Giving Day returns as a part of Homecoming events


File Photo/The Lion's Roar

Giving Day will be held on Oct. 21. After raising nearly $100,000 last year for various departments, the university anticipates another successful Giving Day after gaining 250% more traction on their platform.

After record participation last fall, the university plans to include its annual Giving Day as part of their Homecoming Week lineup.

Giving Day will be held on Oct. 21, and it will be a 24-hour fundraising campaign in which multiple departments and organizations will be able to appeal for funds. The university made the decision to hold the event during Homecoming Week last year in order to increase participation.

Last year, the university raised nearly $100,000 for various departments and organizations with nearly 800 donors. A new online platform was also utilized. 

Vanessa Prentice, director of development for the office of university advancement, described how the change in time was successful in drawing more attention to the event.

“Last year was the first year that we utilized this new, multifaceted platform,” said Prentice. “Our goal last year was to reach more and newer people. We were very successful in that. We engaged about 250 percent more people, which is a substantial amount of people. We engaged almost 800 people versus the typical year of around 130 people. So, we were very successful.”

Prentice also shared some of the departments and organizations that will be participating in this year’s Giving Day.

“We have more athletics this year, pretty much all athletics and athletic clubs are participating,” noted Prentice. “We have projects from every college. We also have organizations such as the Food Pantry, KSLU, Turtle Cove, collegiate recovery that are participating.”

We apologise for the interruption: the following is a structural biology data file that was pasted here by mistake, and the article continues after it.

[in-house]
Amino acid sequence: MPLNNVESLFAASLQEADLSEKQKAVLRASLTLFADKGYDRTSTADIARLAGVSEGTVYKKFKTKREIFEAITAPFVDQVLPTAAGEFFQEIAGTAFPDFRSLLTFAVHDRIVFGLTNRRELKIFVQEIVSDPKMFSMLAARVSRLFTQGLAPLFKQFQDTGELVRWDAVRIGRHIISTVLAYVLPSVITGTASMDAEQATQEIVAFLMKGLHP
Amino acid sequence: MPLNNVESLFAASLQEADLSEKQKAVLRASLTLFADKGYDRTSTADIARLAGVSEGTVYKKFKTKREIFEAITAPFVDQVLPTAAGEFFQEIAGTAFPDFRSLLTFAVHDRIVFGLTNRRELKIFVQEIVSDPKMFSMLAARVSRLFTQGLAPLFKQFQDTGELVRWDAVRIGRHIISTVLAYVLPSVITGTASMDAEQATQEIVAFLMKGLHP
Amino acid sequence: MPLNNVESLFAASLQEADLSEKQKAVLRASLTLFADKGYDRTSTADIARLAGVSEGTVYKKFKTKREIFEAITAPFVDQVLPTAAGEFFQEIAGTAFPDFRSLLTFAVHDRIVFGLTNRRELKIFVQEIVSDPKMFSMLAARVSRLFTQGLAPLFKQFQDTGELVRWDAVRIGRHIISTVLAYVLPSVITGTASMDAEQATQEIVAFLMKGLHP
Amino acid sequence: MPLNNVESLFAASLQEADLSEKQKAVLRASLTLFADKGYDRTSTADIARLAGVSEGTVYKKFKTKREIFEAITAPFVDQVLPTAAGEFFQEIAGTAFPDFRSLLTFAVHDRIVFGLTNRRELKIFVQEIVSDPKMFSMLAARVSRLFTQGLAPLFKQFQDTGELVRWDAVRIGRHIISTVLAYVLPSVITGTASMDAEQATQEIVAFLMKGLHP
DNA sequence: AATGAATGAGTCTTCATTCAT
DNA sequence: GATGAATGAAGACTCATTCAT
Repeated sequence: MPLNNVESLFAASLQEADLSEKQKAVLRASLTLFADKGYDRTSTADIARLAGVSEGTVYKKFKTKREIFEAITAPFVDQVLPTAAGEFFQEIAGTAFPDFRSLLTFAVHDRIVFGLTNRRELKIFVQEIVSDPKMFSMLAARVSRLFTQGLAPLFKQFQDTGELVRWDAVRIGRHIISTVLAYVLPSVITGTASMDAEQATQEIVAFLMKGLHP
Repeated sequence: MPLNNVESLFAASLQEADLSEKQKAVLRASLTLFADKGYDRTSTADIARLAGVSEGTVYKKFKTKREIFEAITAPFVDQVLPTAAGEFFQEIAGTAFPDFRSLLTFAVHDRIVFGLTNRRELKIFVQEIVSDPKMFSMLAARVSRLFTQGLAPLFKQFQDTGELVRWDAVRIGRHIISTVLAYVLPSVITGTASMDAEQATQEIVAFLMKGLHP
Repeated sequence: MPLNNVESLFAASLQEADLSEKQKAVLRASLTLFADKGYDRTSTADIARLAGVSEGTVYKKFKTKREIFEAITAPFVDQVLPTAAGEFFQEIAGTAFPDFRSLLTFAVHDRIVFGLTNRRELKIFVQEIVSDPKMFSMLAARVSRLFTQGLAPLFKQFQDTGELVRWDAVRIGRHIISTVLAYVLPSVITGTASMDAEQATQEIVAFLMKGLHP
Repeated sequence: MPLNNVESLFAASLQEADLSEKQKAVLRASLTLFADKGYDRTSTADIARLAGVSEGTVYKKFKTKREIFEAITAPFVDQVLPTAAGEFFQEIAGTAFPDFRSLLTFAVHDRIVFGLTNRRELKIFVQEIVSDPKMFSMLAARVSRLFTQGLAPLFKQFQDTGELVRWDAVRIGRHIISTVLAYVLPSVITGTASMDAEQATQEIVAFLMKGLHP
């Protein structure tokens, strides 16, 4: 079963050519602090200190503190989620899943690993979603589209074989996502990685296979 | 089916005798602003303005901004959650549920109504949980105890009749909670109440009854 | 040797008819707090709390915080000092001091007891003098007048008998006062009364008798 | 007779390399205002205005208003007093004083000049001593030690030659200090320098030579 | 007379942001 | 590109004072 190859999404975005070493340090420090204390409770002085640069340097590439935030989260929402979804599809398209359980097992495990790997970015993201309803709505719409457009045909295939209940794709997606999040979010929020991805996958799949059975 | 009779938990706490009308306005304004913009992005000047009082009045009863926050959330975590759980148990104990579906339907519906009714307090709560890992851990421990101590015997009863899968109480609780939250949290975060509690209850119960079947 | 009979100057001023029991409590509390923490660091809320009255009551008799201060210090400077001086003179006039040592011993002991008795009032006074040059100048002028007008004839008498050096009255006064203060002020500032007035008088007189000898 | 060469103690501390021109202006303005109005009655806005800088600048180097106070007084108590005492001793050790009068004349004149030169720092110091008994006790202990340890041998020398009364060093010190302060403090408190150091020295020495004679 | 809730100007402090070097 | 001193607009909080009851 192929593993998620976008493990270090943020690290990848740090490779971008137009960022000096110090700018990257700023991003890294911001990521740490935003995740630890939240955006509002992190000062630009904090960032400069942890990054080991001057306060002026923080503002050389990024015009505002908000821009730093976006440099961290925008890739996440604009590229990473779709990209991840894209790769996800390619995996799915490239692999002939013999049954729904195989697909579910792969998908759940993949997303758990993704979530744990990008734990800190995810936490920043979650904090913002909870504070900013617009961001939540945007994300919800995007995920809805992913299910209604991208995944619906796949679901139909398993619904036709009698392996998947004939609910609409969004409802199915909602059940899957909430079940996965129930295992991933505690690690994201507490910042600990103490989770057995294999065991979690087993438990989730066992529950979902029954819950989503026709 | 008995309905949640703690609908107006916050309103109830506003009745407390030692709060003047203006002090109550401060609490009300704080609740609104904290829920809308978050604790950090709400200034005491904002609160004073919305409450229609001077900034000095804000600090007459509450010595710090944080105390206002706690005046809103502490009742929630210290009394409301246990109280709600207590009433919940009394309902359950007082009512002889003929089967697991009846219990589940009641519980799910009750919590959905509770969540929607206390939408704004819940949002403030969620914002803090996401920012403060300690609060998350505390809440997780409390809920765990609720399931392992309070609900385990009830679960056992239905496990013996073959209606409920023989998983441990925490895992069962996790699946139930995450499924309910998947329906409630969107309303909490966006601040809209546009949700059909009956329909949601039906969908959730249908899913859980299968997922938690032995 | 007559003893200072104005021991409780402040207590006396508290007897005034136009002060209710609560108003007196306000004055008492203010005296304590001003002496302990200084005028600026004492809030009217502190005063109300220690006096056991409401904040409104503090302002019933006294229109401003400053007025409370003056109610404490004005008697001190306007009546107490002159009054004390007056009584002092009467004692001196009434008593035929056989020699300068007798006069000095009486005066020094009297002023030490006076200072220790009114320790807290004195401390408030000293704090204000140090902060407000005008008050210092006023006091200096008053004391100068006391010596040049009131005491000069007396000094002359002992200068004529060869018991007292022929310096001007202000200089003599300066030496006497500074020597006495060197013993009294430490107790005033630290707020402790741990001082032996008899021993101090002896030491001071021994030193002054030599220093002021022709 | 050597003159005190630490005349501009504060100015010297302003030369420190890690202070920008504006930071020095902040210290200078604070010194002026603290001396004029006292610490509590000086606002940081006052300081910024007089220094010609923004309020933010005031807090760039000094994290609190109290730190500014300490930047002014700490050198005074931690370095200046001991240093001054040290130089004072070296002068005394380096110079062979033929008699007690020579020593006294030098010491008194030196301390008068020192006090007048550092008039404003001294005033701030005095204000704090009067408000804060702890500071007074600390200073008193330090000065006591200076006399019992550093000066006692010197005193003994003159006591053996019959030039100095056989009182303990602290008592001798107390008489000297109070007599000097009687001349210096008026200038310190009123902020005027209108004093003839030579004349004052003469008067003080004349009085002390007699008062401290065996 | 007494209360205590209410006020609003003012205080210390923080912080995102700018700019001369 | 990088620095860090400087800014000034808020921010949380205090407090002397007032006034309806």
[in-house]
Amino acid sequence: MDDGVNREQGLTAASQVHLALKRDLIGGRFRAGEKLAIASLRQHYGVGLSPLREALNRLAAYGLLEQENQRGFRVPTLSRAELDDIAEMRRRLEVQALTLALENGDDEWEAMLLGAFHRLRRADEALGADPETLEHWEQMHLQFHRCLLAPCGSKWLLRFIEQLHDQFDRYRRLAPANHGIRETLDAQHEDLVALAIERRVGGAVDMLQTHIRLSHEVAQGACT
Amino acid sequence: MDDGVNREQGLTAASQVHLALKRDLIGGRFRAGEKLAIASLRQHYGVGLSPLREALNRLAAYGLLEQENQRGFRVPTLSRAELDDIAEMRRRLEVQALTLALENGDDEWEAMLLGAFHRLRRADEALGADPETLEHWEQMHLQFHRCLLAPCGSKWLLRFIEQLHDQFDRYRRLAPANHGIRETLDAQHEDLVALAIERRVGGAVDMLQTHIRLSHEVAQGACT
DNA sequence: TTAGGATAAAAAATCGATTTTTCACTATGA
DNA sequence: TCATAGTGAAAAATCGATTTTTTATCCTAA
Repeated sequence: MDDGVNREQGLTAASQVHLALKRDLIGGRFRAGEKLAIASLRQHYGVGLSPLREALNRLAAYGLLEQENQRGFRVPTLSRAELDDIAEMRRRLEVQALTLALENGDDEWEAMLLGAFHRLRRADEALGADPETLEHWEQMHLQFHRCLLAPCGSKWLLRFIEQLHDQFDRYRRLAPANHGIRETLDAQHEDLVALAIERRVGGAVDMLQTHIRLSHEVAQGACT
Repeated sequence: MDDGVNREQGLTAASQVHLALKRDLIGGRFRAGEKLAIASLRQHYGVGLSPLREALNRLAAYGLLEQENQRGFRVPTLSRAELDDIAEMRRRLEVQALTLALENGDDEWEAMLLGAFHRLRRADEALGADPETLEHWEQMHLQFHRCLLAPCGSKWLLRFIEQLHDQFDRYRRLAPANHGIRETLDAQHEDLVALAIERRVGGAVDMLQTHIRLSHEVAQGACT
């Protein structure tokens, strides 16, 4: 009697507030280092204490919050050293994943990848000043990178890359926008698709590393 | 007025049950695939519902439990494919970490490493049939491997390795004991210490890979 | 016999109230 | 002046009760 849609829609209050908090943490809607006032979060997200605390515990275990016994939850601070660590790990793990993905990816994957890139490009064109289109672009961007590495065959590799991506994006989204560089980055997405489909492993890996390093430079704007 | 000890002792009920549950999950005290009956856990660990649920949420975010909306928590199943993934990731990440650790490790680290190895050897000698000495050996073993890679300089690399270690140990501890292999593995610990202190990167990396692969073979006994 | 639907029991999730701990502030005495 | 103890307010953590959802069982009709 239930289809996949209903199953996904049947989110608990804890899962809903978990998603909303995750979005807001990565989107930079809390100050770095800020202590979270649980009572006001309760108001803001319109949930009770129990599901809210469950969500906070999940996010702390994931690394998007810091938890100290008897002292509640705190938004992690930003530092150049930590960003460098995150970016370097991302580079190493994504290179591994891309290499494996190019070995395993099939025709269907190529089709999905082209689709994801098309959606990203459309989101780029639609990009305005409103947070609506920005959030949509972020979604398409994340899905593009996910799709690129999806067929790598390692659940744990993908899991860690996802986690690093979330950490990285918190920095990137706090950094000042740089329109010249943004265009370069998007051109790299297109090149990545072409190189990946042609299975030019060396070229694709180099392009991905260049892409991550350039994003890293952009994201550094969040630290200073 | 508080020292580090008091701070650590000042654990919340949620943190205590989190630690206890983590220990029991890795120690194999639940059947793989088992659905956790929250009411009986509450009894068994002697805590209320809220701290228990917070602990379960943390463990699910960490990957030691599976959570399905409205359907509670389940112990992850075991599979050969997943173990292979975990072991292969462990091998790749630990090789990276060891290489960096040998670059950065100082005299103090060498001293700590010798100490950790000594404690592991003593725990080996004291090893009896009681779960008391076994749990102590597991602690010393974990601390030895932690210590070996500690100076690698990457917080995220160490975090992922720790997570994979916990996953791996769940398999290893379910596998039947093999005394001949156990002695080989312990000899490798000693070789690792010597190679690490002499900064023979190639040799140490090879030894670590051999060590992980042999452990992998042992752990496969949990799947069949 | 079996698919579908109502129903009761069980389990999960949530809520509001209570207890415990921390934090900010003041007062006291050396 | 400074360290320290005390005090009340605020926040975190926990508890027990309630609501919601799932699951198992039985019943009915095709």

While there won’t be any major changes to the event as compared to last year, Prentice shared that the cancellation of most major Homecoming events presents new challenges.

“It’s the same but the problem is we are going to be doing a virtual homecoming, so there will not be as many in-person activities to go along with it,” explained Prentice. “Last year, we participated in Gumbo Ya-Ya and we were incentivized people to share on social media by giving them a t-shirt. Because Giving Day is more of a social media event, the fact that most Homecoming events will be virtual shouldn’t hinder it.”

Current limitations on student activities has also presented challenges for event coordinators.

“The challenges are that people and student organizations are not coming together as usual, therefore they cannot meet and discuss their needs,” shared Prentice. “They also cannot take any trips, which a lot of the projects last year were to raise money for things like travel abroad. The other difficulty is that faculty and staff are stretched very thin in this new normal and can’t be involved as they were last year.”

Despite these challenges, Prentice explained that the implementation of a new online platform for Giving Day last year has helped coordinators.

“The benefit is this is our second year using this wonderful platform that allows people to push their projects themselves,” said Prentice.

Prentice hopes to continue to reach more people and re-engage those who participated last year.

To donate to any of the Giving Day incentives, visit